All 4 entries tagged England
January 13, 2007
The British National Party exists to secure a future for the indigenous peoples of these islands in the North Atlantic which have been our homeland for millennia. We use the term indigenous to describe the people whose ancestors were the earliest settlers here after the last great Ice Age and which have been complemented by the historic migrations from mainland Europe. The migrations of the Celts, Anglo-Saxons, Danes, Norse and closely related kindred peoples have been, over the past few thousands years, instrumental in defining the character of our family of nations.
This is the most appalling mission statement I’ve ever read. And it’s not even the message I’m concerned about (at least not now).
our homeland for millennia
In the first sentence, the BNP refers to its members having had a homeland for millennia. In my mind, millennia implies at least 2000 years, so a BNP member would have some Celtic or possibly Roman blood through his or her veins.
The second sentence is spent denying everything that is stated in the first. Since no one can actually claim to descend from the Romans or the Celts, they thought it easier to go back only a few centuries and set the bar at those who fought in the Wars of the Roses. Those were the true Brits!
closely related kindred peoples
Now what does this actually mean? Isn’t kindred the same as related? Or are they talking about inbreeding here?
Maybe not the issue, but my issue with current day right wing politics and its focus on immigrants is: lucky you. Lucky you for being born in this country that lets you speak your mind. Lucky you that your ancestors were on the right side of the border when some kings and noblemen drew lines on maps. Or that they were in a position where they were allowed to enter this country. Lucky you.
My issue is that migration is natural. As the BNP even recognizes in its mission statement, it is what made Britain great. Then why do they fail to realize its importance? What is it that makes them say: “Thanks for your help, but we’re a thriving nation now, we can do without you”?
With this in mind, the South East could follow the Californian dream and draw another line on the map and close its border for the rest of what’s left of so-called Britain. I’m sure it’s possibly to describe the “people of South East England” in a BNP-like manner, thus justifying such a break up. “You all have got silly accents anyway. But please save us some water in the summer!“
I’m not British enough to make this entry really work, but the migration issue stands. Who decided who lives where? Do the people define the country, or does the country define the people? Thank goodness for Britain your right wingers lack the charismatic leaders found on the continent. And they lack the common sense to write a proper mission statement. Let’s hope it stays that way!
September 21, 2006
Hooray I’m back in the Netherlands, and so far I’ve enjoyed speaking Dutch, riding my bike (on the right hand side, as we do), and watching Dutch TV.
On my way here I bought the Guardian to keep me entertained. I like the Guardian, now that my hands don’t end up as covered in ink as they used to. It also has an elaborate comments section, with comments that make sense. Mostly so, because there are articulate people on both sides of the fence, getting nearly a page to voice their opinion. It does make it rather confusing reading about the Hungarian “revolt” eight times in eight different places from eight different perspectives in the same newspaper.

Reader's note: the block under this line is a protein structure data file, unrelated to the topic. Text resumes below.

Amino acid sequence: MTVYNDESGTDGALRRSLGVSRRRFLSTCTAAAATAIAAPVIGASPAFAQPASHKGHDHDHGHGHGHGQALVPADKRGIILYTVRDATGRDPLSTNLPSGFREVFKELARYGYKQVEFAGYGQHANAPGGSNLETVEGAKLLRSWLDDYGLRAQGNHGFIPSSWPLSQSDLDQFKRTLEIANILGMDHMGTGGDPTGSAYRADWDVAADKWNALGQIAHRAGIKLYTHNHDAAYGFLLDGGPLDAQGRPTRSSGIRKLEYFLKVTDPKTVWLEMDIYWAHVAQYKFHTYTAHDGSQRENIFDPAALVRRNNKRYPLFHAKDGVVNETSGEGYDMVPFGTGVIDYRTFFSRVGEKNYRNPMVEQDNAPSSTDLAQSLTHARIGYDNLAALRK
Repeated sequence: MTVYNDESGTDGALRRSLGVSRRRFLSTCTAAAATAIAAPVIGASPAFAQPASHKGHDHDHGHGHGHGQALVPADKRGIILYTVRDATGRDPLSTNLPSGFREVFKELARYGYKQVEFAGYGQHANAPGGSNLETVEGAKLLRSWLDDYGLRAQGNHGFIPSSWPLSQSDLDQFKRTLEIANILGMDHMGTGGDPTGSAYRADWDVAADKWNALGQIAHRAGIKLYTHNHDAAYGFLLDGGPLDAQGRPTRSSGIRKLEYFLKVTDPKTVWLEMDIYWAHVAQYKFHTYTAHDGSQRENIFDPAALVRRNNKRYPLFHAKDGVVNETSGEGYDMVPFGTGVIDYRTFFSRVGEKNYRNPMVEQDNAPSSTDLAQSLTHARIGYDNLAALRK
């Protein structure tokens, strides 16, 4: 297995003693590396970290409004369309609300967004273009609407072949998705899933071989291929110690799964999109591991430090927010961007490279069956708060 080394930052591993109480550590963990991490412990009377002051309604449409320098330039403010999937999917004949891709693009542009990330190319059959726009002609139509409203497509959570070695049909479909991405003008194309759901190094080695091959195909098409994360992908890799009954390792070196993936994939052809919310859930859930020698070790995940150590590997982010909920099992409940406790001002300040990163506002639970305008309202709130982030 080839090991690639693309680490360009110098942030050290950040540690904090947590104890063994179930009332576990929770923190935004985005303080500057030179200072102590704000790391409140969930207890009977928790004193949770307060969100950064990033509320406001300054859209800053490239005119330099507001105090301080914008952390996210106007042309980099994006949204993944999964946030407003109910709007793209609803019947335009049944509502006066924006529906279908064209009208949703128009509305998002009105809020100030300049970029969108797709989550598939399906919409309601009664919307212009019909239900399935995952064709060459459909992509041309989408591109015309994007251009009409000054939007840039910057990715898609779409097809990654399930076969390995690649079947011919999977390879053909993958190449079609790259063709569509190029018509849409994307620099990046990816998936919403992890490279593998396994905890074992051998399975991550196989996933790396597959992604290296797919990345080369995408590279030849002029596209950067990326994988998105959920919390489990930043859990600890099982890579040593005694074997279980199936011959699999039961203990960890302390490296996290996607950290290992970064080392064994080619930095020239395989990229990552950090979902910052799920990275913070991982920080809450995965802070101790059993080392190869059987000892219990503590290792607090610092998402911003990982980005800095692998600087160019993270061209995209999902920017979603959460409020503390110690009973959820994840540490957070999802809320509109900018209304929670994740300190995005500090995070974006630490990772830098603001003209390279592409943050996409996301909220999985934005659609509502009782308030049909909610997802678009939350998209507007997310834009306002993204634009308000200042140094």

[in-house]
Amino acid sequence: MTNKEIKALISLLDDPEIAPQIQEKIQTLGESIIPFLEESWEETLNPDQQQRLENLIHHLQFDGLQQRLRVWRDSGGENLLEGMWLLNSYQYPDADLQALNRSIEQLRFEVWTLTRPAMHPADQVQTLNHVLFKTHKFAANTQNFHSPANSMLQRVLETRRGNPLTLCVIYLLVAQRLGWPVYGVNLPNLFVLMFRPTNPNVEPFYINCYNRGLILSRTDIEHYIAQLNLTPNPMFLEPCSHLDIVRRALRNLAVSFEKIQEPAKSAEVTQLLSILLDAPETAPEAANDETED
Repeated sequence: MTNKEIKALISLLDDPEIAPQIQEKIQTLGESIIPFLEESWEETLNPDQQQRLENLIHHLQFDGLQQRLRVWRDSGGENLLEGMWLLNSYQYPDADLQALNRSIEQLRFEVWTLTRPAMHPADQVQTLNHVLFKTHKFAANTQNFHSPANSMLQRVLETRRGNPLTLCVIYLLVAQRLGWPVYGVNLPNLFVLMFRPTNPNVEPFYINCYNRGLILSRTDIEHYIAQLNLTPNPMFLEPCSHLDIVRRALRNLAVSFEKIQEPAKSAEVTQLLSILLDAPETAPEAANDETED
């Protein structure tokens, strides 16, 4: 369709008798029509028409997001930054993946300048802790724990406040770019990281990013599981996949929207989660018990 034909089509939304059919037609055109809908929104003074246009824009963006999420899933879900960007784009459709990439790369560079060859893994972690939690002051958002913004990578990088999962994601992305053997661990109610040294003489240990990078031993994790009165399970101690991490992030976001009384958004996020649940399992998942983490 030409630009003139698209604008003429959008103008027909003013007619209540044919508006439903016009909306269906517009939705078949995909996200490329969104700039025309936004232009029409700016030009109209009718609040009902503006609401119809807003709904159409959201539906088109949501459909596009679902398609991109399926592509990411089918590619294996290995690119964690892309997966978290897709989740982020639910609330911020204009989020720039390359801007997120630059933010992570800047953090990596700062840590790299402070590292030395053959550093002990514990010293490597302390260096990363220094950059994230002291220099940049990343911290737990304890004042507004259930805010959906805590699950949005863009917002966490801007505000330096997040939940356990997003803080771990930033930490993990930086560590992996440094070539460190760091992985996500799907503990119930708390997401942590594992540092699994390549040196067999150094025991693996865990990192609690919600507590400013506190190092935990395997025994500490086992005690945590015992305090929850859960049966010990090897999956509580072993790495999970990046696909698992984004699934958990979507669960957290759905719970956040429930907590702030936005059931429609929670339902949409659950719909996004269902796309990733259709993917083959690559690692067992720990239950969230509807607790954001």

What really caught my eye however was a letter of some sorts by Compass. It was a heartfelt cry against the current social environment in the UK, where people (feel they) have to work immensely hard to matter. Where children are modelled into being consumers as soon as they can read. You get the idea. Great utopian image of everyone gets taken care off from the day they are born until the day they die. I do encourage you to visit their website and read The Good Society, as long as you care about politics.
Cue Holland. Not trying to brag here, and I assume some Scandinavian countries are better examples, but we’ve tried to get to this utopian society from since I was born, and it’s not all that great. Last night I read the Elsevier, a magazine similar to Time or The Economist, but – as opposed to Compass with a right-of-center ideology. With the next elections in November, they thought to point out what parties won’t discuss in their programs. Key points? Our social structure is too expensive, as the population is getting more grey by the day. Our social structure makes people lazy, as unemployment benefits are more appealing than a simple day job. Our social structure is too expensive, as companies and engineers move elsewhere to avoid high taxes. 
Now there’s an issue. Both countries in the EU: one would like more social security, the other wants to loosen it. If only there were a market for such things.
Let me say I’m glad I live on the right side of the North Sea. Sure, social security is expensive, and indeed it does make (some) people lazy. Yet, it gives those people that do want to achieve something a better chance of doing so. Until they start making too much money and end up in the dreadful higher tax bracket. The cradle to grave utopia might be costly to aim for, but I’d rather be in a society trying to go for it, than one desillusioned and giving up on it. Read The Good Society and start dreaming. 
1 Elsevier, 62, Nr.37, 16th September 2006. The article also mentions the increasing immigration (though other sources – my mum – report lower immigration figures), the islamification of the country, and the money spent on the developing world going down the drain.
2 Unless you’re so far on the right you don’t even know what right is.
June 28, 2006
July 03, 2005
Like the movie, but then different. There were nurses involved though. It was a hell of a good time - given the devilish number of 999 miles covered by the yet nameless car (as the suggestion Lily has not been approved by the owner thus far).